Yesterday my spam filter caught 6 holiday e-cards. This morning it caught 11. I understand companies are looking for ways to cut costs. I get that people don’t necessarily have time to sign a few hundred cards. However, if you think your e-greeting has the same effect as a paper card, I’m sorry but it does not.
The general reason to send holiday greetings is to say hi, I’m thinking of you during this festive season and I wish you and your family the best. Business reasons to send holiday greetings, along with the above, are to keep you and your company name in front of the customer, to make them feel special and to add a personal touch to a professional relationship. But an e-card doesn’t do this, especially if it comes into an inbox along with a lot of other greetings.
First of all, it being caught in a spam filter makes me treat it as bulk mail. I don’t feel special getting a “Happy Holidays” email blast. It’s not personal. It doesn’t remind me of your service/product. In fact, your e-card does not make me feel like anything other than a name on your email list. At least with a paper card I’m going to open it, read it and probably put it on display in my office. If you personally signed it I’m going to appreciate the extra effort.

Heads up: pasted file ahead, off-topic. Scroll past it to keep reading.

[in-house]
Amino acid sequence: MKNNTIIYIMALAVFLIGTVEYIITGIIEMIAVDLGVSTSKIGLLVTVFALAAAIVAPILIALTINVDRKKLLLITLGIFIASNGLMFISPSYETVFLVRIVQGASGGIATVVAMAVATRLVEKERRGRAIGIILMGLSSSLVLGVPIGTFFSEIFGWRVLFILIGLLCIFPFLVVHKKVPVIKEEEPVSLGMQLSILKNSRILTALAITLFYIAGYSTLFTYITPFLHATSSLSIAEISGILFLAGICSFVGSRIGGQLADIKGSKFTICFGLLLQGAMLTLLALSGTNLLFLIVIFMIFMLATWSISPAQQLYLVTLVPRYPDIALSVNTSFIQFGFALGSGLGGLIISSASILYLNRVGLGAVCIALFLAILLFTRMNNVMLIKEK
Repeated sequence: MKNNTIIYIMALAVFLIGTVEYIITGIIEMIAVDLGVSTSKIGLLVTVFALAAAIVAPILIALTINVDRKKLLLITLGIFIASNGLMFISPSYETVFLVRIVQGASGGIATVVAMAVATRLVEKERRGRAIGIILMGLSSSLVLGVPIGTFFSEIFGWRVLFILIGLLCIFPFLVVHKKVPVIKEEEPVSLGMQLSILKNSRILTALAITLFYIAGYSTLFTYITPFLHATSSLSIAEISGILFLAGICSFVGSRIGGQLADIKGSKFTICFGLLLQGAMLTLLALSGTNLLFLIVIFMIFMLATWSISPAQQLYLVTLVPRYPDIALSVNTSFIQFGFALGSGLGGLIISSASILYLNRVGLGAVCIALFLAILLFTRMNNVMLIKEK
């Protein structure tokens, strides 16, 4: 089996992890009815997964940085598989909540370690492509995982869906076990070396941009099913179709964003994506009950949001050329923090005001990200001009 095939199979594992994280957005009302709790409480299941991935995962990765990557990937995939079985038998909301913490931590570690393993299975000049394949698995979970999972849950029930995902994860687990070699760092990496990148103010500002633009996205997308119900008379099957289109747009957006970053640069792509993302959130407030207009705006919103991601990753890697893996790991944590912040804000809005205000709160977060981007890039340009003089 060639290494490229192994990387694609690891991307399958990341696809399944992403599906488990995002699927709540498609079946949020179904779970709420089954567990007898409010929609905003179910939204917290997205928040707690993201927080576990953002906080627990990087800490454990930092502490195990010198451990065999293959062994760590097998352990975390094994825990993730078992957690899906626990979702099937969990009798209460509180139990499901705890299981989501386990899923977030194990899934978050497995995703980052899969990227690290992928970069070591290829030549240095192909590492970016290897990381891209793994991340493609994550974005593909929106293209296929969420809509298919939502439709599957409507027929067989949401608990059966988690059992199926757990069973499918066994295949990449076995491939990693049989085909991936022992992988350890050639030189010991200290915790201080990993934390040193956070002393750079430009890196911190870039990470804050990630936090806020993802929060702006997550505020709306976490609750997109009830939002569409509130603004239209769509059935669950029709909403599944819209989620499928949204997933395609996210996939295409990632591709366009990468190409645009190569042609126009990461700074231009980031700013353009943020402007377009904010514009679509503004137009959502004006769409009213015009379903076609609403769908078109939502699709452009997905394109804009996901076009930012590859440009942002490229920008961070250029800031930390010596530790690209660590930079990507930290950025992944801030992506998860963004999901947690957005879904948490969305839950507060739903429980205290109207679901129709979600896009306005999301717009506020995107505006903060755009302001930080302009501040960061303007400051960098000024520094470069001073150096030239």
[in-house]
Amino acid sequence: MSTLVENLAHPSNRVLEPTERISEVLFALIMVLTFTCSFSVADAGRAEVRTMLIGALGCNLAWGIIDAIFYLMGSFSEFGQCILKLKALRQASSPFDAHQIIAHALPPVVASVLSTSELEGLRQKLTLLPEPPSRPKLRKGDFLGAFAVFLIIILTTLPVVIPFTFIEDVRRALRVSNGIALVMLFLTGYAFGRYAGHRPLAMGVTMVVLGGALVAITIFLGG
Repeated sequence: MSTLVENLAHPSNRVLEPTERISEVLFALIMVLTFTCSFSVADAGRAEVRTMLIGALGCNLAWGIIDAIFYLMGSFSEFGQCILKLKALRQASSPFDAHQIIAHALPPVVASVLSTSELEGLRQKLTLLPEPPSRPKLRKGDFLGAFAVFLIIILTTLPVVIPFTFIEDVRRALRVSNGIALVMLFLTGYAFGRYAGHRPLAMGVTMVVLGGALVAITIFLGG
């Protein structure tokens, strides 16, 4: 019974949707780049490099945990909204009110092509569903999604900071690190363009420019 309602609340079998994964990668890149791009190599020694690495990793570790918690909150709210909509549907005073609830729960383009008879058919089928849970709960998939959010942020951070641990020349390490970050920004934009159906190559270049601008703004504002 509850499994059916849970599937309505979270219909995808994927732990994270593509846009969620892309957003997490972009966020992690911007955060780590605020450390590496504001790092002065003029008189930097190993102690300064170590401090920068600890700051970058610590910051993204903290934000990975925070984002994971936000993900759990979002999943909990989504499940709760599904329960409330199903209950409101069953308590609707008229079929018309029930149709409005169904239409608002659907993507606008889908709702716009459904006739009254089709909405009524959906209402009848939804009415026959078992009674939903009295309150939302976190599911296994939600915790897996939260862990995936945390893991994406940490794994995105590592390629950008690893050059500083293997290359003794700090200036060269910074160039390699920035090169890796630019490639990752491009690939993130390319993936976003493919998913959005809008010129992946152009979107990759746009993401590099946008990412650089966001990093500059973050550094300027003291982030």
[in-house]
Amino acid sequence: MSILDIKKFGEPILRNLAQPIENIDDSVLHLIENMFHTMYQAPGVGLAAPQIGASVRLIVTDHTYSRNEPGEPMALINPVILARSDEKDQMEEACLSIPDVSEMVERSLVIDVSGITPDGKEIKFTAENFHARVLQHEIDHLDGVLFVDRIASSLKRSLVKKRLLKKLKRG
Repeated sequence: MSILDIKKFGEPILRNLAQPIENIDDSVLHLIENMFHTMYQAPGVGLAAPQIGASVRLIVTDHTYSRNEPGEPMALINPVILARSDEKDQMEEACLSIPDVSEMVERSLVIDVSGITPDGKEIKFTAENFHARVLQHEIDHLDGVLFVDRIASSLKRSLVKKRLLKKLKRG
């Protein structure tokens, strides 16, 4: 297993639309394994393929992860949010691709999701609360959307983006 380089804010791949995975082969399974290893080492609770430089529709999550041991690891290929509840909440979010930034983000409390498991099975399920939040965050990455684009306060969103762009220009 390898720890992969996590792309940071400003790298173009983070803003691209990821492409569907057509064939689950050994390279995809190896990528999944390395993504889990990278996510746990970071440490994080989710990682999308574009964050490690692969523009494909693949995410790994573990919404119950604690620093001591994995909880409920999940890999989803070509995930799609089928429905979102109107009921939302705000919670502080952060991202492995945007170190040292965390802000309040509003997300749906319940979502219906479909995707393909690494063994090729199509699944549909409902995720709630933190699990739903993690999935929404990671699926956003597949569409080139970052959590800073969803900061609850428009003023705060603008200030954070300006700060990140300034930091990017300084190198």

I’m not saying you must do paper cards, but I am saying if you are going to acknowledge the holidays, do something that won’t get filed as spam. For instance, start right after Thanksgiving and send a personal email to 10 of your contacts each day welcoming the holiday season. Thank them for their business (make this specific) and mention a way you will follow-up in the new year (lunch maybe, etc.). And don’t title it Happy Holidays!